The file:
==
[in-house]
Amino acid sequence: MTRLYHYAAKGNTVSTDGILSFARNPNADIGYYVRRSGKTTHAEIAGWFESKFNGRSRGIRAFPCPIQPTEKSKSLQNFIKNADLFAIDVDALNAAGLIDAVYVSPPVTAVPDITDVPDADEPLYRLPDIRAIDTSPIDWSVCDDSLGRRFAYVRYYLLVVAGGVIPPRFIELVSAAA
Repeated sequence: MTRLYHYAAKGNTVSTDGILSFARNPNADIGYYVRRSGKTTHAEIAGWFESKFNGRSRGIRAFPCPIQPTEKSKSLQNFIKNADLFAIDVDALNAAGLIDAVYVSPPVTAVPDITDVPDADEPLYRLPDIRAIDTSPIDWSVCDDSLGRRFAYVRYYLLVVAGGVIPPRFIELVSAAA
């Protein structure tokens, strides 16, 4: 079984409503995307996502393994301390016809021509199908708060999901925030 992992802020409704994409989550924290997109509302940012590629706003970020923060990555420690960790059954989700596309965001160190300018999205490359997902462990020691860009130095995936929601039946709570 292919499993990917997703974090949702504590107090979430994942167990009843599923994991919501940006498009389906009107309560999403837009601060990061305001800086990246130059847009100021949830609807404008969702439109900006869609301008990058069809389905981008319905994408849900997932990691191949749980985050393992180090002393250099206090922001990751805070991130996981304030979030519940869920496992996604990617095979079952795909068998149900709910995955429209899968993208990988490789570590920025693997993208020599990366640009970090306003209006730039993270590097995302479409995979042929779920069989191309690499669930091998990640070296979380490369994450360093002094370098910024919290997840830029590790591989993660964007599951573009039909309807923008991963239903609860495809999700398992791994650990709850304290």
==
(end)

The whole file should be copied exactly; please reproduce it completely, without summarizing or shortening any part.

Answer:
[in-house]
Amino acid sequence: MTRLYHYAAKGNTVSTDGILSFARNPNADIGYYVRRSGKTTHAEIAGWFESKFNGRSRGIRAFPCPIQPTEKSKSLQNFIKNADLFAIDVDALNAAGLIDAVYVSPPVTAVPDITDVPDADEPLYRLPDIRAIDTSPIDWSVCDDSLGRRFAYVRYYLLVVAGGVIPPRFIELVSAAA
Repeated sequence: MTRLYHYAAKGNTVSTDGILSFARNPNADIGYYVRRSGKTTHAEIAGWFESKFNGRSRGIRAFPCPIQPTEKSKSLQNFIKNADLFAIDVDALNAAGLIDAVYVSPPVTAVPDITDVPDADEPLYRLPDIRAIDTSPIDWSVCDDSLGRRFAYVRYYLLVVAGGVIPPRFIELVSAAA
């Protein structure tokens, strides 16, 4: 079984409503995307996502393994301390016809021509199908708060999901925030 992992802020409704994409989550924290997109509302940012590629706003970020923060990555420690960790059954989700596309965001160190300018999205490359997902462990020691860009130095995936929601039946709570 292919499993990917997703974090949702504590107090979430994942167990009843599923994991919501940006498009389906009107309560999403837009601060990061305001800086990246130059847009100021949830609807404008969702439109900006869609301008990058069809389905981008319905994408849900997932990691191949749980985050393992180090002393250099206090922001990751805070991130996981304030979030519940869920496992996604990617095979079952795909068998149900709910995955429209899968993208990988490789570590920025693997993208020599990366640009970090306003209006730039993270590097995302479409995979042929779920069989191309690499669930091998990640070296979380490369994450360093002094370098910024919290997840830029590790591989993660964007599951573009039909309807923008991963239903609860495809999700398992791994650990709850304290």